Flora and fauna
The ecosystems of Moremi Reserve are amongst the richest and most diverse in Africa. Thanks to generally effective protection over the years, they have also been relatively undisturbed by man. Now with wildlife tourism thriving around the park as well as in the private concessions, we can be really optimistic about its future. The regime of conservation supported by money from benign tourism is gaining ground. As I write this, rhino have been reintroduced into Moremi; the first to be sent back into the wild areas of northern Botswana since poaching wiped them out.
There are over 1,000 species of plants recognised in Moremi, yet large tracts of the reserve are dominated by just one: mopane, Colophospermum mopane
. This covers the aptly named Mopane Tongue and parts of Chief's Island. Because the park has had effective protection for years, and the soils are relatively rich but badly drained, much of this forest is beautiful, tall 'cathedral' mopane – so-called for the gracefully arching branches which resemble the high arches of a Gothic cathedral. You'll often find large areas here where there are virtually no other species of trees represented.
Beside the many waterways you'll find extensive floodplains, and some lovely stretches of classic riparian forest with its characteristically wide range of tree and bush species.
Laced through the areas of mopane you'll also find open areas dotted with camelthorn trees (Acacia erioloba
) and sandveld communities following the sandy beds of ancient watercourses, dominated by silver terminalia, Terminalia sericea
, wild seringa, Burkea Africana
and Kalahari apple-leaf, Lonchocarpus nelsii
. You'll find much, much more detail on this vegetation in Veronica Roodt's essential Trees and Shrubs of the Okavango Delta.
Moremi protects as dense and diverse a population of animals and birds as you'd expect to find in one of the Africa best wildlife reserves. With the reintroduction of rhino, you can see all the big five here, and a lot more besides.
Elephant and buffalo occur here year-round in large numbers, and you're likely to see blue wildebeest, Burchell's zebra, impala, kudu, tsessebe, red lechwe, waterbuck, reedbuck, giraffe, common duiker, bushbuck, steenbok, warthog, baboon and vervet monkey throughout the park. Eland, sable and roan antelope also range across the park but are less common, as they are elsewhere in Africa. Sitatunga live deep in the swamps.
Lion, leopard, cheetah and spotted hyena all have thriving populations here. Moremi is central to wild dog, which range widely across most of northern Botswana.
Both side-striped and black-backed jackal occur – though the latter are more common. Brown hyena probably occur, but relatively rarely and only in the drier areas with lower densities of the other large predators. Similarly, bat-eared fox are found here, though not so commonly as in Botswana's drier areas. There is a wide variety of mongooses found here, including the banded, dwarf, slender, large grey, water and Selous' mongoose. Meanwhile in the water, Cape, clawless and spotted-necked otters are often glimpsed though seldom seen clearly.
Serval, caracal, aardwolf and aardvark are found all over the park, though are only occasionally seen due to their largely nocturnal habits. Pangolin are also found here, and seem to be slightly less rare than in other areas of their range.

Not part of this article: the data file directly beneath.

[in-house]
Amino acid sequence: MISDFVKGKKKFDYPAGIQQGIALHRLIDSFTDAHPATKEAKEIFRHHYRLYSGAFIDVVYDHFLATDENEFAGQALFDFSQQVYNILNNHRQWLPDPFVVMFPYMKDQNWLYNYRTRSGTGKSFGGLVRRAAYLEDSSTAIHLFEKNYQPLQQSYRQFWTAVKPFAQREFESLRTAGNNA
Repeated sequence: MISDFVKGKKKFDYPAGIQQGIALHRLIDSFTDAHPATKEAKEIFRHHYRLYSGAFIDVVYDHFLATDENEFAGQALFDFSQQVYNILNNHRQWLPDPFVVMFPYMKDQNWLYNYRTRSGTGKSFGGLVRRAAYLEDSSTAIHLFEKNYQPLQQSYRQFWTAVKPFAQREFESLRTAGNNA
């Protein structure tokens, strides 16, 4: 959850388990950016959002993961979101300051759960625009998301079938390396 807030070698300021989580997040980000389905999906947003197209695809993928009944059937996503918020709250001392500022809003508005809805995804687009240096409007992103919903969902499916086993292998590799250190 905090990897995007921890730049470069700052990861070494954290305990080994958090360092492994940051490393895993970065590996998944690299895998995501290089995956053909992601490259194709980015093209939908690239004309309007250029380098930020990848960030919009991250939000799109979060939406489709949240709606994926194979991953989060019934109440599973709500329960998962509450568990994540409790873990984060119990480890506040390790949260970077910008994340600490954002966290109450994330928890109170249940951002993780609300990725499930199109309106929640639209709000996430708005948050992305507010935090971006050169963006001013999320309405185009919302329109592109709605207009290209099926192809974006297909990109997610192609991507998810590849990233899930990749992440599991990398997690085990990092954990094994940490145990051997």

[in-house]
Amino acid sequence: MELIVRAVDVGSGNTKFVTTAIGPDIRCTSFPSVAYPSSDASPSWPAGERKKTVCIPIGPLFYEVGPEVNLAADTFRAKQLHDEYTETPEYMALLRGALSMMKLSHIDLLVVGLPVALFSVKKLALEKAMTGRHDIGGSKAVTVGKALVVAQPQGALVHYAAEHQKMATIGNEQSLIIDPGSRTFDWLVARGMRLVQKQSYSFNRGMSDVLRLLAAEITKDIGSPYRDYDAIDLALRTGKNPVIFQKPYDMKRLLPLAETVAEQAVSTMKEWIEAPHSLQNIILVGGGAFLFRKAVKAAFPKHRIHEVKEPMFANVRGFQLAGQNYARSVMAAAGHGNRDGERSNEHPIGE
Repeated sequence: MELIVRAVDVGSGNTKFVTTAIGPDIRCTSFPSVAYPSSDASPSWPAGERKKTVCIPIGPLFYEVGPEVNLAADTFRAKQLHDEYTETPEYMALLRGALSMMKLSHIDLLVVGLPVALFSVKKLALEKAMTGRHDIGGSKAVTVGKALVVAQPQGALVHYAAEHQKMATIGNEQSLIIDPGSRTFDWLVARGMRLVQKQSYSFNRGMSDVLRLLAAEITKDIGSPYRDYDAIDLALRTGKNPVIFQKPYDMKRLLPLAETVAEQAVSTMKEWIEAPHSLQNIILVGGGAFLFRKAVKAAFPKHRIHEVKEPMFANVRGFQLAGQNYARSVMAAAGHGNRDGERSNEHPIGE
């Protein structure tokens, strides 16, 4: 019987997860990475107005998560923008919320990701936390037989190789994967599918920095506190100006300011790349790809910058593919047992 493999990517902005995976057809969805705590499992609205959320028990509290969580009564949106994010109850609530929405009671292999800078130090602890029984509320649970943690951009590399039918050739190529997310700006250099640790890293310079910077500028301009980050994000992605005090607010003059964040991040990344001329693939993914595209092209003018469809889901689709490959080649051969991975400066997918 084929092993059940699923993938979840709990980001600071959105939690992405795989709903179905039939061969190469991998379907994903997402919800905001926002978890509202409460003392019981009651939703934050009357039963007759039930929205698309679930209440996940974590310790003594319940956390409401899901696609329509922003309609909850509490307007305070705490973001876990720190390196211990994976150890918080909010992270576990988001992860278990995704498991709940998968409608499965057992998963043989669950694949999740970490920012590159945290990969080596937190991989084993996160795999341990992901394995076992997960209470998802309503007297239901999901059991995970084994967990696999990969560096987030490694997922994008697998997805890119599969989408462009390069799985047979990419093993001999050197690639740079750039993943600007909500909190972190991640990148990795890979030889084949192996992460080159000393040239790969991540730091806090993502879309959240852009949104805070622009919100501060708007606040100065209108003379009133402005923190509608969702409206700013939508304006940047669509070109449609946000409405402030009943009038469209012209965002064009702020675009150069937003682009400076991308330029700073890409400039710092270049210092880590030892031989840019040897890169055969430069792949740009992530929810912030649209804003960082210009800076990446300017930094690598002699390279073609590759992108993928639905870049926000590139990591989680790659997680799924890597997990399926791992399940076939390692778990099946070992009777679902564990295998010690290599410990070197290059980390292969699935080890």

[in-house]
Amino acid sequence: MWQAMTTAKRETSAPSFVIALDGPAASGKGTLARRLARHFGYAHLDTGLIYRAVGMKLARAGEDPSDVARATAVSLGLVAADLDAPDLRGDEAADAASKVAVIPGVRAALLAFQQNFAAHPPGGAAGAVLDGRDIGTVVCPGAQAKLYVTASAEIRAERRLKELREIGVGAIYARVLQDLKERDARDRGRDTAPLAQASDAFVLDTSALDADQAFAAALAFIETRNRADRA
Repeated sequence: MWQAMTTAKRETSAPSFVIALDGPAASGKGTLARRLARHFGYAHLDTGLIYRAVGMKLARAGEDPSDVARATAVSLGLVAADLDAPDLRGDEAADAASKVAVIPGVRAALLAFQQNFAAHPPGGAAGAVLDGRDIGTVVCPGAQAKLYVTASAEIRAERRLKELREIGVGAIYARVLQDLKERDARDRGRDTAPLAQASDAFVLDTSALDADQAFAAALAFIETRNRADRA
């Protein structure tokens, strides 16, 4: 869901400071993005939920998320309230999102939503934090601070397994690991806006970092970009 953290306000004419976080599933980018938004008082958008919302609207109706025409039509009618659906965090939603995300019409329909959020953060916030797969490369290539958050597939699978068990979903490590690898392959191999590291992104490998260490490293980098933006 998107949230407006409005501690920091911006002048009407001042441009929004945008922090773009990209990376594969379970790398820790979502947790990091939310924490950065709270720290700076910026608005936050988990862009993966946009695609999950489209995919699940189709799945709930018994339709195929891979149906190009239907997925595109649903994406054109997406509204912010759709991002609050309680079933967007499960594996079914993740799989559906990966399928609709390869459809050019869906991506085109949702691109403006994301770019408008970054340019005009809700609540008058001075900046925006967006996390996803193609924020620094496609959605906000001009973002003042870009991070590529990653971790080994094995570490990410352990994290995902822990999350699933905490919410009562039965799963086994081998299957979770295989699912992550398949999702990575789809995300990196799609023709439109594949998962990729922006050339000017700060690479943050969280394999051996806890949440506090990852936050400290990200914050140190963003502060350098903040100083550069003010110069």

Although night drives aren't allowed within the reserve itself, some of the camps near North Gate will finish their afternoon drives outside the park, and hence do short night drives back to camp. Then you have a chance to see scrub hares, spring hares, lesser bushbabies, porcupines, genets (small-spotted and large-spotted), civets, African wildcats and honey badgers. Black and white striped polecats are also nocturnal, though very seldom seen.
Up until 2001 rhino had been absent due to poaching, though in November of that year the first white rhino were reintroduced into the Mombo concession, in northeast Moremi. They're now free to roam, but they are effectively constrained to Chief's Island.
Moremi boasts over 400 bird species, a great variety, which are often patchily distributed in association with particular habitats; though visiting any area, the sheer number of different species represented here will strike you as amazing.
Although there are no birds that are truly endemic to Botswana, the Okavango is a hugely important wetland for many species, amongst which are a number of rarities worth noting here. Top of the Okavango's list of 'specialities' is the slaty egret. Expect to find this in shallow, reedy back-waters and pans. Besides the Okavango, this rare egret is only resident in the quieter corners of the Chobe and Linyanti rivers, and the Bangweulu Wetlands in Zambia. To identify it look for its overall slate-grey colouring, except for its lower legs and feet which are yellow, as are its eyes and some of its face, while the front of its neck is a rufous red. (The less uncommon black egret lacks the yellow on the legs and face, or the rufous neck.)
Much easier to spot are magnificent wattled cranes which can be seen in the delta fairly readily, usually in pairs or small groups wandering about wet grasslands or shallow floodplains in search of fish and small amphibians and reptiles.
For keen birdwatchers, other specials here include brown firefinch, lesser jacana, coppery-tailed coucal, Bradfield's hornbill, pink-throated longclaw and the inconspicuous chirping cisticola.